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Indian democracy at the crossroads

November 17, 2009 19:36 IST

India still has some way to go before it is a thriving, functional democracy, writes Pramod Kumar Buravalli

Let us be real. India is still a work in progress. It needs another 20-30 years of all-inclusive and steady socio-economic-military growth to be called a developed nation on par with other developed ones at that time.

Everybody agrees on that. But, many of us forget to include 'political' growth in that category. 

Today, India is headed by a good prime minister whose economic policies in the early 1990s paved way for the growth that India is still witnessing today, albeit at a slower pace. He represents one of the oldest political parties in Asia and perhaps one of the oldest even in comparison to other parties in the democratic world. The Indian National Congress is truly an amazing confederation of local, regional, national and internationally well known leaders.

And, even the worst critics of the Congress party know that although there are many factions and tussles at the lower and middle rung of the party, the final buck stops at the matriarch of the Nehru-Gandhi dynasty; Sonia Gandhi. She has done an exceptionally good job of taking over the reins of a party that was sinking into an abyss just a decade ago. With a clear succession line in place, the Congress is looking stronger and better than ever before.

On the other side the largest Indian opposition party, the Bharatiya Janata Party is witnessing what the Congress was facing 10 years ago. Successive defeats at the 2004 and 2009 general elections, losses in many state elections that normally would have gone in favour of the BJP, a vacuum in their central leadership and extraordinary indiscipline within a normally disciplined party cadre has only made matters worse.

Unlike the Congress which is controlled by a single family, the BJP is not controlled by any single family or individual. It was founded, nurtured and firmly established as a national alternative by a slew of leaders that identified with the Rashtriya Swayamsevak Sangh school of thought. The RSS is akin to the Vatican in many ways. It is not an elected body; its sole purpose is to protect, preserve and propagate Indian culture/religions and is involved in more than 150,000 education and healthcare service projects all around the world. An organisation that is growing more rapidly than any comparable entity is truly an amazing feat by any means.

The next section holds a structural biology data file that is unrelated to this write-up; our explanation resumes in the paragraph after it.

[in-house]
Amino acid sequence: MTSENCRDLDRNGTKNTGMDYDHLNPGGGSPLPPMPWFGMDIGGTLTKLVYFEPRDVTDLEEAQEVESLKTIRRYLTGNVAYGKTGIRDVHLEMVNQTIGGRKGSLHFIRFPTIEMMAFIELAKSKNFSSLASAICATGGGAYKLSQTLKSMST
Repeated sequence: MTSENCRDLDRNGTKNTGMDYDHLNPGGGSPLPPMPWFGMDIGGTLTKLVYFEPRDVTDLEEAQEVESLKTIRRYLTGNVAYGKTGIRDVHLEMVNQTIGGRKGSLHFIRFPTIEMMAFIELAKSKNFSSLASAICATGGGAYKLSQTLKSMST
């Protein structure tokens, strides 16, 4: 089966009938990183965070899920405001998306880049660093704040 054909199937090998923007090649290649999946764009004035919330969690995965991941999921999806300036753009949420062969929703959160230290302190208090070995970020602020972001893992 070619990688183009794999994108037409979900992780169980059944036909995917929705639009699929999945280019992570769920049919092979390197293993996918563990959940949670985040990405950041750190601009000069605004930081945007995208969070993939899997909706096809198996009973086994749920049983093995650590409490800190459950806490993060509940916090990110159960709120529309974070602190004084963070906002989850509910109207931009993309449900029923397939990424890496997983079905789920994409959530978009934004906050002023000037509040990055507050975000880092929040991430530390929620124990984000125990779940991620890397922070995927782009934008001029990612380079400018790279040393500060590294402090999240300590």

I will also have to mention the Communists here who are on the wane in the only two large states where they exert any influence. Without newer cadre and mainstream public joining them in good numbers, they are at a bigger crossroads than the BJP. And, since most of their economic and social policies are being slyly copied by the Congress leaving them nothing to preach about, they are at an ideological crossroads as well.

Some skeptics say that the BJP and the Left are in unstoppable downward spirals. I would disagree. In fact, they are just beginning to turn a corner and re-write their political philosophies.

Why do I say that? Well, India is a Hindu majority nation and as long as Hindus feel beleaguered in their own land, there will always be an issue for the BJP for raise. For a party that has close to 20 percent of the popular vote, has millions of loyal party cadres, about 1,000 elected MLAs and MPs and some very smart leaders, it is not impossible for them to find a solution to their problems.

And, India is still a socialist country in many ways and as long as there is poverty and exploitation, a red flag will flutter and the Communists will find an issue to raise.

Coming back to the Congress, some admirers may say that their party is flawless. They may say that the Congress represents all sections of the Indian public and has many able administrators and economists at the helm.

If that is the case, my question is why are they still not winning thumping majorities? A case to this point is the recent elections in Maharashtra and Haryana. They could just scrape through because of their ally (Nationalist Congress Party) in Maharashtra and with the help of some independents in Haryana. In fact, in Maharashtra they won by dividing the opposition.

Similarly, any candidate spending Rs 5 crore is able to win an MLA seat, anyone with over Rs 15 crore can win an MP seat and anyone who can bring together 5-10 MPs can easily become a minister in the Union Cabinet.

These types of victories are no victories. They can be at best called winning by default and winning at any cost.

Conclusion

For India to be called a real democracy, the Indian political system has to change and allow merit to grow. That change can only come with political and social consensus. The Congress (representing the centre left), the BJP (representing the centre right) and the Communists (representing the far left) all have an important role to play in bringing in political renaissance. 

Some measures like conducting candidate debates, fixing the terms for elected representatives, having a constitutionally empowered political finance regulatory authority and effective policing of campaigns and elections by the Election Commission will go a long way in making India a truly functional and thriving democracy.

Until then, Indian democracy will continue to be at the crossroads… unfortunately!

Pramod Kumar Buravalli